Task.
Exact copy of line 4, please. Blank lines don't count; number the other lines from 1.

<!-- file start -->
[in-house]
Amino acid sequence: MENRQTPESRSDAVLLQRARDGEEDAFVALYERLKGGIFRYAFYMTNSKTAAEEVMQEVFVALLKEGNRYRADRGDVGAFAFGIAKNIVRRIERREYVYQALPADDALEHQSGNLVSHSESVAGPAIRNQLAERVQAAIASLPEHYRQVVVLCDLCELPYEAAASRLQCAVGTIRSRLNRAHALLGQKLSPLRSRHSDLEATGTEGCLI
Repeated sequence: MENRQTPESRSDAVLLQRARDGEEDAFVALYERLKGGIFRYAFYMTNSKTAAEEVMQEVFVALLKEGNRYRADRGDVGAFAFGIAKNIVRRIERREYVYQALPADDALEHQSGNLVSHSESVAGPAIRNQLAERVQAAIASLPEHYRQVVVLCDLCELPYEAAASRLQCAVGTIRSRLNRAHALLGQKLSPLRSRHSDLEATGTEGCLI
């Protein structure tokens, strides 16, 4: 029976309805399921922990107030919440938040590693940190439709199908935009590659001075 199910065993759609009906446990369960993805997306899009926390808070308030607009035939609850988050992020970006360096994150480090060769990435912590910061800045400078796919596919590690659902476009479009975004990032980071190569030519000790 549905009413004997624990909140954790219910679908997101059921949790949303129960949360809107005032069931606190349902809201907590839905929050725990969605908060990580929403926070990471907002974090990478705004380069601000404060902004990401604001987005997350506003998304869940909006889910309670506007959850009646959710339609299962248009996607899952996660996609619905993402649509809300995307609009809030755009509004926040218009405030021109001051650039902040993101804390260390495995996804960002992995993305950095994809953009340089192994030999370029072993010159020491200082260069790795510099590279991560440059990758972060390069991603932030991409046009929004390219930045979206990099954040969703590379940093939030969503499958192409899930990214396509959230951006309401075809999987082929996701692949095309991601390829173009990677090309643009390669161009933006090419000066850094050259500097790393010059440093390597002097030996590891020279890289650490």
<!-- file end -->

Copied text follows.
């Protein structure tokens, strides 16, 4: 029976309805399921922990107030919440938040590693940190439709199908935009590659001075 199910065993759609009906446990369960993805997306899009926390808070308030607009035939609850988050992020970006360096994150480090060769990435912590910061800045400078796919596919590690659902476009479009975004990032980071190569030519000790 549905009413004997624990909140954790219910679908997101059921949790949303129960949360809107005032069931606190349902809201907590839905929050725990969605908060990580929403926070990471907002974090990478705004380069601000404060902004990401604001987005997350506003998304869940909006889910309670506007959850009646959710339609299962248009996607899952996660996609619905993402649509809300995307609009809030755009509004926040218009405030021109001051650039902040993101804390260390495995996804960002992995993305950095994809953009340089192994030999370029072993010159020491200082260069790795510099590279991560440059990758972060390069991603932030991409046009929004390219930045979206990099954040969703590379940093939030969503499958192409899930990214396509959230951006309401075809999987082929996701692949095309991601390829173009990677090309643009390669161009933006090419000066850094050259500097790393010059440093390597002097030996590891020279890289650490």